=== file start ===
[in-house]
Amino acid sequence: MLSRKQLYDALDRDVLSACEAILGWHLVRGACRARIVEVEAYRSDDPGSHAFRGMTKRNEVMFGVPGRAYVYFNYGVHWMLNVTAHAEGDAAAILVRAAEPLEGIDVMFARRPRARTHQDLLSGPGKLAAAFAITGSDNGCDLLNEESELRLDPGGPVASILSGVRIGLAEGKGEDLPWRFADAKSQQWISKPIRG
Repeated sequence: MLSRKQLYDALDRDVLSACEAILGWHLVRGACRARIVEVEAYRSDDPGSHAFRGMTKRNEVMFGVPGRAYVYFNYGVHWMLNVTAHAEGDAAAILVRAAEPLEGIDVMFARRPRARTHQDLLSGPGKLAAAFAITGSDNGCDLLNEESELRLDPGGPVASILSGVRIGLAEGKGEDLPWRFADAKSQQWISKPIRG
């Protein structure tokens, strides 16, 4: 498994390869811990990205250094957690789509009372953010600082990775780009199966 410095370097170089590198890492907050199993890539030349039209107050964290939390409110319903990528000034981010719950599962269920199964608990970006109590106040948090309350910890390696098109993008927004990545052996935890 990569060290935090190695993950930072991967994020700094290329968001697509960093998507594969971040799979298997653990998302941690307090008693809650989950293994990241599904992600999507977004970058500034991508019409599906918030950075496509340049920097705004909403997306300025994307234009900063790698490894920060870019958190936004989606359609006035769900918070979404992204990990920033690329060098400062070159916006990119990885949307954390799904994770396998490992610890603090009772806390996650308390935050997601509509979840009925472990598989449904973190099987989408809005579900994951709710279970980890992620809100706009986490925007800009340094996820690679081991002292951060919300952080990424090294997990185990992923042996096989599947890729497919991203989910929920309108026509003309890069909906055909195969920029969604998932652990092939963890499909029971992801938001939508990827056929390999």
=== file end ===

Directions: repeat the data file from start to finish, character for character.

[in-house]
Amino acid sequence: MLSRKQLYDALDRDVLSACEAILGWHLVRGACRARIVEVEAYRSDDPGSHAFRGMTKRNEVMFGVPGRAYVYFNYGVHWMLNVTAHAEGDAAAILVRAAEPLEGIDVMFARRPRARTHQDLLSGPGKLAAAFAITGSDNGCDLLNEESELRLDPGGPVASILSGVRIGLAEGKGEDLPWRFADAKSQQWISKPIRG
Repeated sequence: MLSRKQLYDALDRDVLSACEAILGWHLVRGACRARIVEVEAYRSDDPGSHAFRGMTKRNEVMFGVPGRAYVYFNYGVHWMLNVTAHAEGDAAAILVRAAEPLEGIDVMFARRPRARTHQDLLSGPGKLAAAFAITGSDNGCDLLNEESELRLDPGGPVASILSGVRIGLAEGKGEDLPWRFADAKSQQWISKPIRG
């Protein structure tokens, strides 16, 4: 498994390869811990990205250094957690789509009372953010600082990775780009199966 410095370097170089590198890492907050199993890539030349039209107050964290939390409110319903990528000034981010719950599962269920199964608990970006109590106040948090309350910890390696098109993008927004990545052996935890 990569060290935090190695993950930072991967994020700094290329968001697509960093998507594969971040799979298997653990998302941690307090008693809650989950293994990241599904992600999507977004970058500034991508019409599906918030950075496509340049920097705004909403997306300025994307234009900063790698490894920060870019958190936004989606359609006035769900918070979404992204990990920033690329060098400062070159916006990119990885949307954390799904994770396998490992610890603090009772806390996650308390935050997601509509979840009925472990598989449904973190099987989408809005579900994951709710279970980890992620809100706009986490925007800009340094996820690679081991002292951060919300952080990424090294997990185990992923042996096989599947890729497919991203989910929920309108026509003309890069909906055909195969920029969604998932652990092939963890499909029971992801938001939508990827056929390999």